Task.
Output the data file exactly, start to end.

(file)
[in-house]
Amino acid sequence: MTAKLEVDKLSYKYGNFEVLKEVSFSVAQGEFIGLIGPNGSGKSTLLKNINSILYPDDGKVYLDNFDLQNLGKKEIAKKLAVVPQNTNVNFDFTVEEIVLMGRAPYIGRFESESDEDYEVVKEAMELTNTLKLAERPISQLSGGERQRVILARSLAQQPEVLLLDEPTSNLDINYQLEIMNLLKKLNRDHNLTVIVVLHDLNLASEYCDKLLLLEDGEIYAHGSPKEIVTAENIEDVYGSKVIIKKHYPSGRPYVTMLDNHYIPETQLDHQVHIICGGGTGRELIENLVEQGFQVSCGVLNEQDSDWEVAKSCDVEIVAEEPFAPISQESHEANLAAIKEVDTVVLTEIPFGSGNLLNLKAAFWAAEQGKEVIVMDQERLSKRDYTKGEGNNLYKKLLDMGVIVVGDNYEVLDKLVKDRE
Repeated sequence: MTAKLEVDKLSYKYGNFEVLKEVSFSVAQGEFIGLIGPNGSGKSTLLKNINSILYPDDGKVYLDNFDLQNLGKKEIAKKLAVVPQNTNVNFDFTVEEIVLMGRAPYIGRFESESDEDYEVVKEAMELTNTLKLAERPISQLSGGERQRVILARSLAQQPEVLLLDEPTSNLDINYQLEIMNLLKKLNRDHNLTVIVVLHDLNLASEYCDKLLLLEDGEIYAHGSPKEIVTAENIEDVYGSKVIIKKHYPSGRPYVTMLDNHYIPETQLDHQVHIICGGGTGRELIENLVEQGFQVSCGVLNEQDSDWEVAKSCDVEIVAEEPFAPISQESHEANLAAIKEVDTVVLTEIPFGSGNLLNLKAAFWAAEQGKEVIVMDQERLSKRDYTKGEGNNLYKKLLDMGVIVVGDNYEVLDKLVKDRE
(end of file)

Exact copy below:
[in-house]
Amino acid sequence: MTAKLEVDKLSYKYGNFEVLKEVSFSVAQGEFIGLIGPNGSGKSTLLKNINSILYPDDGKVYLDNFDLQNLGKKEIAKKLAVVPQNTNVNFDFTVEEIVLMGRAPYIGRFESESDEDYEVVKEAMELTNTLKLAERPISQLSGGERQRVILARSLAQQPEVLLLDEPTSNLDINYQLEIMNLLKKLNRDHNLTVIVVLHDLNLASEYCDKLLLLEDGEIYAHGSPKEIVTAENIEDVYGSKVIIKKHYPSGRPYVTMLDNHYIPETQLDHQVHIICGGGTGRELIENLVEQGFQVSCGVLNEQDSDWEVAKSCDVEIVAEEPFAPISQESHEANLAAIKEVDTVVLTEIPFGSGNLLNLKAAFWAAEQGKEVIVMDQERLSKRDYTKGEGNNLYKKLLDMGVIVVGDNYEVLDKLVKDRE
Repeated sequence: MTAKLEVDKLSYKYGNFEVLKEVSFSVAQGEFIGLIGPNGSGKSTLLKNINSILYPDDGKVYLDNFDLQNLGKKEIAKKLAVVPQNTNVNFDFTVEEIVLMGRAPYIGRFESESDEDYEVVKEAMELTNTLKLAERPISQLSGGERQRVILARSLAQQPEVLLLDEPTSNLDINYQLEIMNLLKKLNRDHNLTVIVVLHDLNLASEYCDKLLLLEDGEIYAHGSPKEIVTAENIEDVYGSKVIIKKHYPSGRPYVTMLDNHYIPETQLDHQVHIICGGGTGRELIENLVEQGFQVSCGVLNEQDSDWEVAKSCDVEIVAEEPFAPISQESHEANLAAIKEVDTVVLTEIPFGSGNLLNLKAAFWAAEQGKEVIVMDQERLSKRDYTKGEGNNLYKKLLDMGVIVVGDNYEVLDKLVKDRE